9.28.2012

Voyage Home (Part 1) - Tribute to the Land of Bonito and Shochu

©2012 Rika Manabe Photography


Here it is. I'm finally posting about my Japan trip that happened three months ago. In the late Spring, I returned to my hometown with the kids to see my family. This time, I had a very specific mission in mind - EAT whatever foods I fantasized eating at home, especially seafood. Oh and of course, to have some quality time with the family. 

(I decided to make two posts out of the trip so that it's easier to go through.)

I hadn't been back home for four years. I managed and survived the flight to Tokyo with two toddlers without my husband. I had arranged for my mom to meet us in Tokyo since we had to transfer to another airport → fly for two hours → drive for another two hours to finally get to my parents' home, which is more like reaching to a goal rather than destination.

But it is worth the long trip. Everyday, every meal, was just wonderful and incredibly fresh.  We had fish caught by local fishermen or ourselves every night for dinner. Fresh salad with vegetables that my dad and other family members had grown too. 

The town is very well known for bonito (see where the blog name came from?) and sweet potatoes. My family worked in both the bonito fishing and sweet potato farming industries for generations. 




©2012 Rika Manabe Photography


The photos above are taken at the local port where the bonito boats arrive with the catch. Bonito is a very important fish in Japan because smoked bonito sticks are used to make broth. 




©2012 Rika Manabe Photography


My dad used to work on a bonito fishing boat. Nowadays, he just enjoys catching small fish like aji, saba and squid around the coast at home. The way of fishing you can see in the photos here was my favorite summer activity when I was little because I was guaranteed to catch fish every time.  My dad cleaned them and my mom fried and then marinated them with sweet vinaigrette with onions and carrots. It was the best and seeing my kids experiencing it was worth the long and challenging trip back home. 






©2012 Rika Manabe Photography


As I wrote in my past posts, I've been getting into growing my own food at home. The inspiration comes from everywhere including my parents. My mom has been a health nut all my life. e.g., she would eat the parsley meant for garnish at restaurants because she thought she wasn't getting enough greens on her plate. My parents have a small garden in which they grow vegetables like cucumber, eggplant, tomatoes, green onions, kabocha squash and shiso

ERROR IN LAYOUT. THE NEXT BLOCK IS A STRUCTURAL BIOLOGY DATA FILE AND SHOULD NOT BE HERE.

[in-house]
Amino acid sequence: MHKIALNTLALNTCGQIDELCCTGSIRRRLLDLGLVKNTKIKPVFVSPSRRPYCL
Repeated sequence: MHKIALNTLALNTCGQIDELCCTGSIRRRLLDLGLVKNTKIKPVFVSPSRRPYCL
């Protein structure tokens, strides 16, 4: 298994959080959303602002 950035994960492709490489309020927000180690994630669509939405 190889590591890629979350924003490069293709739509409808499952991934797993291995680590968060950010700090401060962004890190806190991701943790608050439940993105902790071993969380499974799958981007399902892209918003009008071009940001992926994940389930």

©2012 Rika Manabe Photography


My cousin who is very superstitious took us to this odd shrine which has become a sensational popular spot in Japan recently for making your wishes come true... if you can walk from here to there with a rice pot lid on your head without dropping it. We didn't make it because it was so windy, but I hope our wishes will come true anyway.




©2012 Rika Manabe Photography

As I mentioned, the town is also known for producing sweet potatoes, which are mostly used to make shochu.  Shochu is a clear liquid alcohol. I think it's more like vodka, processed differently from sake. It's hard to find here in Seattle, but I just saw some for sale at a Korean grocery store and they had one made only a few blocks away from my parent's house. Anyway, if you've never had it before and find yourself at a Japanese restaurant, give it a try and see what you think.

©2012 Rika Manabe Photography

The photos above and below are taken at a shochu museum.

©2012 Rika Manabe Photography


My cousin also works at this izakaya in our neighborhood offering local dishes, meaning lots of shochu and bonito. Izakaya is like a pub or laid-back bistro in Japan. The Sashimi plate at the top of this post is from this place as well.



©2012 Rika Manabe Photography


Here's a photo of a bonito dish below called kabutoni - kabuto means head. Basically the whole fish head is chopped into big pieces and simmered with soy sauce, sugar, sake and ginger. People who know fish know that the head is often the best part. And yes, you are supposed to eat it like you would ribs in America. Grab a piece and eat it all up including the eye balls! 

Unfortunately? I have never been brave enough to suck the eye area like my parents do and I probably never will be able to... but you never know.


©2012 Rika Manabe Photography


To be continued to the next post which will be up by the end of the week, hopefully... I'll be posting photos from one of the most amazing restaurants I have ever been to in the world. No kidding.



NOTE: All the photos and content of this post is reserved and copyrighted by Rika Manabe Photography and Bella Bonito.

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